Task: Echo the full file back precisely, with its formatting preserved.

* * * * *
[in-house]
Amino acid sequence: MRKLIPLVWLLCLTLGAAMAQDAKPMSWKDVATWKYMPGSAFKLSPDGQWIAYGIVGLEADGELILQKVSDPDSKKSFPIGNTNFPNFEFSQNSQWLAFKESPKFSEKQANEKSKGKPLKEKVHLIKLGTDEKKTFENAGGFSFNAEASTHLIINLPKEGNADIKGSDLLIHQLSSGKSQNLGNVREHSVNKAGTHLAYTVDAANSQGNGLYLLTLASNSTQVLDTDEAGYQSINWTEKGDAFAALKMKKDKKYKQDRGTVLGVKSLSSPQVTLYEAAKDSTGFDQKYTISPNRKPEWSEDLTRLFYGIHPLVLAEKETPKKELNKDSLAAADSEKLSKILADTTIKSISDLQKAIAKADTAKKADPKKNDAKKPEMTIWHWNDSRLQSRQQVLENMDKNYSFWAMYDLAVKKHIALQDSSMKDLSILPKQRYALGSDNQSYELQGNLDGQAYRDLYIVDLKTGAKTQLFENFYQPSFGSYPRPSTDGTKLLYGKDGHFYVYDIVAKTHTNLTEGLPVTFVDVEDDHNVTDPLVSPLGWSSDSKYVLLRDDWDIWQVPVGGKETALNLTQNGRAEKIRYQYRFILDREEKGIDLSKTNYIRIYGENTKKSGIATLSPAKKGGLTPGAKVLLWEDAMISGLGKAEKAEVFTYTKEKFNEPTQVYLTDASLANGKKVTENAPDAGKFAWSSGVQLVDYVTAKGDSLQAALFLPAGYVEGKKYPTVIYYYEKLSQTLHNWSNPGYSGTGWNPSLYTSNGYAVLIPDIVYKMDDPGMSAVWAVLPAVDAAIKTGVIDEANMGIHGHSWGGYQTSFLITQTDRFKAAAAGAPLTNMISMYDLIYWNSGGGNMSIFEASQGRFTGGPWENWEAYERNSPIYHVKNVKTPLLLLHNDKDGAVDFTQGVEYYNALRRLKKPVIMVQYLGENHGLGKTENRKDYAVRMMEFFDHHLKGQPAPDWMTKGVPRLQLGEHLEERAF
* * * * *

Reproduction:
[in-house]
Amino acid sequence: MRKLIPLVWLLCLTLGAAMAQDAKPMSWKDVATWKYMPGSAFKLSPDGQWIAYGIVGLEADGELILQKVSDPDSKKSFPIGNTNFPNFEFSQNSQWLAFKESPKFSEKQANEKSKGKPLKEKVHLIKLGTDEKKTFENAGGFSFNAEASTHLIINLPKEGNADIKGSDLLIHQLSSGKSQNLGNVREHSVNKAGTHLAYTVDAANSQGNGLYLLTLASNSTQVLDTDEAGYQSINWTEKGDAFAALKMKKDKKYKQDRGTVLGVKSLSSPQVTLYEAAKDSTGFDQKYTISPNRKPEWSEDLTRLFYGIHPLVLAEKETPKKELNKDSLAAADSEKLSKILADTTIKSISDLQKAIAKADTAKKADPKKNDAKKPEMTIWHWNDSRLQSRQQVLENMDKNYSFWAMYDLAVKKHIALQDSSMKDLSILPKQRYALGSDNQSYELQGNLDGQAYRDLYIVDLKTGAKTQLFENFYQPSFGSYPRPSTDGTKLLYGKDGHFYVYDIVAKTHTNLTEGLPVTFVDVEDDHNVTDPLVSPLGWSSDSKYVLLRDDWDIWQVPVGGKETALNLTQNGRAEKIRYQYRFILDREEKGIDLSKTNYIRIYGENTKKSGIATLSPAKKGGLTPGAKVLLWEDAMISGLGKAEKAEVFTYTKEKFNEPTQVYLTDASLANGKKVTENAPDAGKFAWSSGVQLVDYVTAKGDSLQAALFLPAGYVEGKKYPTVIYYYEKLSQTLHNWSNPGYSGTGWNPSLYTSNGYAVLIPDIVYKMDDPGMSAVWAVLPAVDAAIKTGVIDEANMGIHGHSWGGYQTSFLITQTDRFKAAAAGAPLTNMISMYDLIYWNSGGGNMSIFEASQGRFTGGPWENWEAYERNSPIYHVKNVKTPLLLLHNDKDGAVDFTQGVEYYNALRRLKKPVIMVQYLGENHGLGKTENRKDYAVRMMEFFDHHLKGQPAPDWMTKGVPRLQLGEHLEERAF